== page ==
among them members of the Manila Public
School Teachers Association (MPSTA) and
Alliance of Concerned Teachers (ACT)
undertook what they described as amass
concerted actions" to "dramatize and
highlight' their plight resulting from the
alleged failure of the public authorities to
act upon grievances that had time and
again been brought to the latter's
attention. According to them they had
decided
to
undertake
said
"mass
concerted actions" after the protest rally
staged at the DECS premises on
September 14, 1990 without disrupting
classes as a last call for the government
to negotiate the granting of demands had
elicited no response from the Secretary of
Education. Through their representatives,
the teachers participating in the mass

Administrative law case digest

actions were served with an order of the


Secretary of Education to return to work
in 24 hours or face dismissal, and a
memorandum directing the DECS officials
concerned
to
initiate
dismissal
proceedings against those who did not
comply and to hire their replacements.
"For failure to heed the return-to-work
order, the CHR complainants (private
respondents)
were
administratively
charged on the basis of the principal's
report and given five (5) days to answer
the charges. They were also preventively
suspended for ninety (90) days 'pursuant
to Section 41 of P.D. 807' and temporarily
replaced. An investigation committee was
consequently formed to hear the charges
in accordance with P.D. 807."

But it cannot try and decide cases (or hear


and determine causes) as courts of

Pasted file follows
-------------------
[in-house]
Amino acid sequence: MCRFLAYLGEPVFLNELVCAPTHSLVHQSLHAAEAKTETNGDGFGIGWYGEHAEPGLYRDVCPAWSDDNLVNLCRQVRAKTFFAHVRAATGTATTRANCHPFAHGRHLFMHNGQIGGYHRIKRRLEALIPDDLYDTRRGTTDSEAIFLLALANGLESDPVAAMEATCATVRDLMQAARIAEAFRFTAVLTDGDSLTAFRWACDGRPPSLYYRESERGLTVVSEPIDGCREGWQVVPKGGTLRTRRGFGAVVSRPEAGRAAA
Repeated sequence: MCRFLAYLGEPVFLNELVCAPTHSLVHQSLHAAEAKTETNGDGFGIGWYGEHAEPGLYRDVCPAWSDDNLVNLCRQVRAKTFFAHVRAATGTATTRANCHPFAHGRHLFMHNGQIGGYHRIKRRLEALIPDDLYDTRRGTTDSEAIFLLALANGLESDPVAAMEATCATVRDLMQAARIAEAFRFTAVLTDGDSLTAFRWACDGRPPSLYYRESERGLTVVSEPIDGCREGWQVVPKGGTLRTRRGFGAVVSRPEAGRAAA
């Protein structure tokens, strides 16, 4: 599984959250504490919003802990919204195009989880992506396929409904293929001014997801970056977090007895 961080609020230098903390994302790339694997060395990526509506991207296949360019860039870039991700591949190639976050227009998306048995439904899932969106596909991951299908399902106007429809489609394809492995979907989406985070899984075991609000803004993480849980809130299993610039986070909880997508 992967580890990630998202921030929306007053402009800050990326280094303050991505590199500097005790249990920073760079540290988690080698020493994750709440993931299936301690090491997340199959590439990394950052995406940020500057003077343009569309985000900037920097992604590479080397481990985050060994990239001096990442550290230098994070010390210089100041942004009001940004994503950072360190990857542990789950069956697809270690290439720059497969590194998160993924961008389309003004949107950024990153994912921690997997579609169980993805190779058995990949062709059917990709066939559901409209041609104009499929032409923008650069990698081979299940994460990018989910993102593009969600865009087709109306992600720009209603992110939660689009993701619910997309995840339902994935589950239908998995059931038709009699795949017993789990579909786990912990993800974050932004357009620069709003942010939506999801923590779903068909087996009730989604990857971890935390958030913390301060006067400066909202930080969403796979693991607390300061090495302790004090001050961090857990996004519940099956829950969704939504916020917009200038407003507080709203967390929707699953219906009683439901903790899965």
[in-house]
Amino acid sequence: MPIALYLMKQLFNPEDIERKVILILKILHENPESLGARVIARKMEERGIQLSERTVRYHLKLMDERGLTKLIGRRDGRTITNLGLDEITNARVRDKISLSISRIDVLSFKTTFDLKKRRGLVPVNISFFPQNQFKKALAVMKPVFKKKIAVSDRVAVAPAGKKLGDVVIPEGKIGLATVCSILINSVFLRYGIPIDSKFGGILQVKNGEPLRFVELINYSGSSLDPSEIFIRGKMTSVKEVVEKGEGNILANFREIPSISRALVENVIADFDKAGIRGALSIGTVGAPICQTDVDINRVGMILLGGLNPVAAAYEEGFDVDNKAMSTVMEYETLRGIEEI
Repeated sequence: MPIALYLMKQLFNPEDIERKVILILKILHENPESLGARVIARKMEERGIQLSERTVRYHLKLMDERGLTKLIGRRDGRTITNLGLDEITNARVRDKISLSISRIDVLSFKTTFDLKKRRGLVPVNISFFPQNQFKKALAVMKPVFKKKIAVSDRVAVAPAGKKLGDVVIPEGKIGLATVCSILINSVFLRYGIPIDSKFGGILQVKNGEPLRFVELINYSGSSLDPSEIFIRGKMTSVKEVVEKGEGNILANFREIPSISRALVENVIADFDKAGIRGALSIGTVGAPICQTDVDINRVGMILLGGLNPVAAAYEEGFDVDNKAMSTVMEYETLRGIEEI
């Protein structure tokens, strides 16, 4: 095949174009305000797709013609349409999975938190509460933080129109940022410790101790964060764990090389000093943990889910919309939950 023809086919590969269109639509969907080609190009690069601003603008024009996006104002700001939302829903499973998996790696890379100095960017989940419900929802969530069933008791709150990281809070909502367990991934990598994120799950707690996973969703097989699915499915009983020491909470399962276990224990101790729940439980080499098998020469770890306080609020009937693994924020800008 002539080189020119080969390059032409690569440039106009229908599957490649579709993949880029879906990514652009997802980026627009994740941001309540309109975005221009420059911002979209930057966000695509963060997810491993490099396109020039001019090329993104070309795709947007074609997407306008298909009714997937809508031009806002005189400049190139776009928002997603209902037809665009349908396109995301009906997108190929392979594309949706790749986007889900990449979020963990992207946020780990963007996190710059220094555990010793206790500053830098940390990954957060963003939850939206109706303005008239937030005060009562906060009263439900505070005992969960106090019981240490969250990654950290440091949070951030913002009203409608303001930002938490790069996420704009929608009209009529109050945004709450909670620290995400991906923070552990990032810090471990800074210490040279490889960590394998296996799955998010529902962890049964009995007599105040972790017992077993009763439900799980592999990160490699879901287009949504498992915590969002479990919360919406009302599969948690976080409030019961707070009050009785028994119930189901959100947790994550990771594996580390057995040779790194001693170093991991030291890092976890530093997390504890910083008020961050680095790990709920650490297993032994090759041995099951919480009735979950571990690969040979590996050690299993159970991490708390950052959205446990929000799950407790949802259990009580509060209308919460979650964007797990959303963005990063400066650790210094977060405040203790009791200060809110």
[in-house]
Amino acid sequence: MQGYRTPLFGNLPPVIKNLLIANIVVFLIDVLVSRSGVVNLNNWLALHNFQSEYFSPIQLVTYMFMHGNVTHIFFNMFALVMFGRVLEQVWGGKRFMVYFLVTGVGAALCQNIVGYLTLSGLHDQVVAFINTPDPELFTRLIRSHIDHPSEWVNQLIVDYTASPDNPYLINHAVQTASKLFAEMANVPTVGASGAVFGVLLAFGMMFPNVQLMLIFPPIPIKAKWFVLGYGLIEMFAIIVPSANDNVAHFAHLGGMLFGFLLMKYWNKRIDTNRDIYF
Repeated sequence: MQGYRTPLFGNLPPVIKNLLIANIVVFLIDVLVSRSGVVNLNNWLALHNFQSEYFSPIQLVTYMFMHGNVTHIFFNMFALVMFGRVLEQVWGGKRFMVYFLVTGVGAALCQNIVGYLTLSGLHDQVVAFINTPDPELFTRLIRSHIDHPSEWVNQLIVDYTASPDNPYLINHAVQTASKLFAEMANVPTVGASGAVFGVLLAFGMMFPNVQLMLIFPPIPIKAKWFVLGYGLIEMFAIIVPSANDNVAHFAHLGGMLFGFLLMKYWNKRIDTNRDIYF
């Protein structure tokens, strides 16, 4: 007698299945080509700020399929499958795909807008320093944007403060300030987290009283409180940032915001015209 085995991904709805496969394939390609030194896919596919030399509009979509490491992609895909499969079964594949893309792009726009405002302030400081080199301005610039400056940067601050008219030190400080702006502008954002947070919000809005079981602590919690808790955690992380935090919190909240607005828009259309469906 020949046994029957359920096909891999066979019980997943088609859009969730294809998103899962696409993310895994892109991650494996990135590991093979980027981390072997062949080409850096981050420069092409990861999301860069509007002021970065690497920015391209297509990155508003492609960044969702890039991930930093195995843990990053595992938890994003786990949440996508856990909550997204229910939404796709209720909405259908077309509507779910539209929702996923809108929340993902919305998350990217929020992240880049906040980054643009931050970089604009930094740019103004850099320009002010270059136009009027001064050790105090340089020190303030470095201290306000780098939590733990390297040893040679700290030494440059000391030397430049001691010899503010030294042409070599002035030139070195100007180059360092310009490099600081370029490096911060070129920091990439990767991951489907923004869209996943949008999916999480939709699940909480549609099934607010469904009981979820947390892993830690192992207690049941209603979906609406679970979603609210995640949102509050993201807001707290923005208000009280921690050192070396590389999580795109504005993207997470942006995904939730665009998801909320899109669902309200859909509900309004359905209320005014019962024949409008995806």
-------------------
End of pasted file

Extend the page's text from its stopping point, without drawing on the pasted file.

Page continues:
justice, or even quasi-judicial bodies do.
"x x 'It may be said generally that the
exercise of judicial functions is to
determine what the law is, and what the
legal rights of parties are, with respect to
a matter in controversy; and whenever an
officer is clothed with that authority, and
undertakes to determine those questions,
he acts judicially.'x x."

Issue: WON the Commission on Human


Rights
has
jurisdiction,
adjudicatory
powers over, or the power to try and
decide, or hear and determine, certain
specific type of cases, like alleged human
rights violation involving civil or political
rights.

GSIS vs CSC 202 SCRA 799

Held: The Court declares the Commission


on Human Rights to have no such power.
The Constitution clearly and categorically
grants to the Commission the power to
investigate all forms of human rights
violations involving civil and political
rights. It can exercise that power on its
own initiative or on complaint of any
person. It may exercise that power
pursuant to such rules of procedure as it
may adopt and, in cases of violations of
said rules, cite for contempt in accordance
with the Rules of Court. In the course of
any investigation conducted by it or under
its authority, it may grant immunity from
prosecution
to
any
person
whose
testimony or
whose
possession
of
documents or other evidence is necessary
or convenient to determine the truth. It
may also request the assistance of any
department, bureau, office, or agency in
the performance of its functions, in the
conduct of its investigation or in extending
such remedy as may be required by its
findings.

Hence it is that the Commission on Human


Rights, having merely the power "to
investigate," cannot and should not "try
and resolve on the merits" (adjudicate)
the matters involved in Striking Teachers
HRC.

Facts: The Government Service Insurance


System
(GSIS)
dismissed
six
(6)
employees
as
being
"notoriously
undesirable," they having allegedly been
found to be connected with irregularities
in the canvass of supplies and materials.
Five of these six dismissed employees
appealed to the Merit Systems Board. The
Board found the dismissals to be illegal
because affected without formal charges
having been filed or an opportunity given
to the employees to answer, and ordered
the remand of the cases to the GSIS for
appropriate disciplinary proceedings. The
GSIS appealed to the Civil Service
Commission.
By
Resolution,
the
Commission ruled that the dismissal of all
five was indeed illegal. GSIS appealed to
the SC and affirmed the decision of the
CSC with a modification that it eliminated
the payment of back salaries until the
outcome
of
the
investigation
and
reinstatement of only 3 employees since
the other two had died. The heirs of the
deceased sought execution of the order